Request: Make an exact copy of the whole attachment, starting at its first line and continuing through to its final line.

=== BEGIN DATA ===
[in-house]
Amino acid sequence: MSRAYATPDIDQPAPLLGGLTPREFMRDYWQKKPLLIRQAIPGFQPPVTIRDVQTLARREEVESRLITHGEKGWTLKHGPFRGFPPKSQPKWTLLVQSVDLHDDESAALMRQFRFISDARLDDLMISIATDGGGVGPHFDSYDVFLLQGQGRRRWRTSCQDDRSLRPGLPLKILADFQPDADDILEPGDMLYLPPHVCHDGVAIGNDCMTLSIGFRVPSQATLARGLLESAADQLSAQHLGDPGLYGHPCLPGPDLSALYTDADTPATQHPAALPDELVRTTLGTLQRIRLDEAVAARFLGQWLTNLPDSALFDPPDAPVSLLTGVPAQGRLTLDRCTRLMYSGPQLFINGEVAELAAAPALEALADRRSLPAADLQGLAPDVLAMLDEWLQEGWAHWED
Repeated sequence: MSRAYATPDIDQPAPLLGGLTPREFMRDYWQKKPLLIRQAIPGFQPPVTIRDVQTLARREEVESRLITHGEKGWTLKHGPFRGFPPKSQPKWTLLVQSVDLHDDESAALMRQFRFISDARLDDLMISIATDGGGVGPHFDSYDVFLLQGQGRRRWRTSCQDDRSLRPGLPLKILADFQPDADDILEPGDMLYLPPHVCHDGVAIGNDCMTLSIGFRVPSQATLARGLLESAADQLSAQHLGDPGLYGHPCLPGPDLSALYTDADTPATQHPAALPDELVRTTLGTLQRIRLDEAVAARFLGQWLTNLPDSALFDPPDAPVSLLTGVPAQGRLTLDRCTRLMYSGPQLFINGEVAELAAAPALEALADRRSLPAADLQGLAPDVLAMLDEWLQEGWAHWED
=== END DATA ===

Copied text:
[in-house]
Amino acid sequence: MSRAYATPDIDQPAPLLGGLTPREFMRDYWQKKPLLIRQAIPGFQPPVTIRDVQTLARREEVESRLITHGEKGWTLKHGPFRGFPPKSQPKWTLLVQSVDLHDDESAALMRQFRFISDARLDDLMISIATDGGGVGPHFDSYDVFLLQGQGRRRWRTSCQDDRSLRPGLPLKILADFQPDADDILEPGDMLYLPPHVCHDGVAIGNDCMTLSIGFRVPSQATLARGLLESAADQLSAQHLGDPGLYGHPCLPGPDLSALYTDADTPATQHPAALPDELVRTTLGTLQRIRLDEAVAARFLGQWLTNLPDSALFDPPDAPVSLLTGVPAQGRLTLDRCTRLMYSGPQLFINGEVAELAAAPALEALADRRSLPAADLQGLAPDVLAMLDEWLQEGWAHWED
Repeated sequence: MSRAYATPDIDQPAPLLGGLTPREFMRDYWQKKPLLIRQAIPGFQPPVTIRDVQTLARREEVESRLITHGEKGWTLKHGPFRGFPPKSQPKWTLLVQSVDLHDDESAALMRQFRFISDARLDDLMISIATDGGGVGPHFDSYDVFLLQGQGRRRWRTSCQDDRSLRPGLPLKILADFQPDADDILEPGDMLYLPPHVCHDGVAIGNDCMTLSIGFRVPSQATLARGLLESAADQLSAQHLGDPGLYGHPCLPGPDLSALYTDADTPATQHPAALPDELVRTTLGTLQRIRLDEAVAARFLGQWLTNLPDSALFDPPDAPVSLLTGVPAQGRLTLDRCTRLMYSGPQLFINGEVAELAAAPALEALADRRSLPAADLQGLAPDVLAMLDEWLQEGWAHWED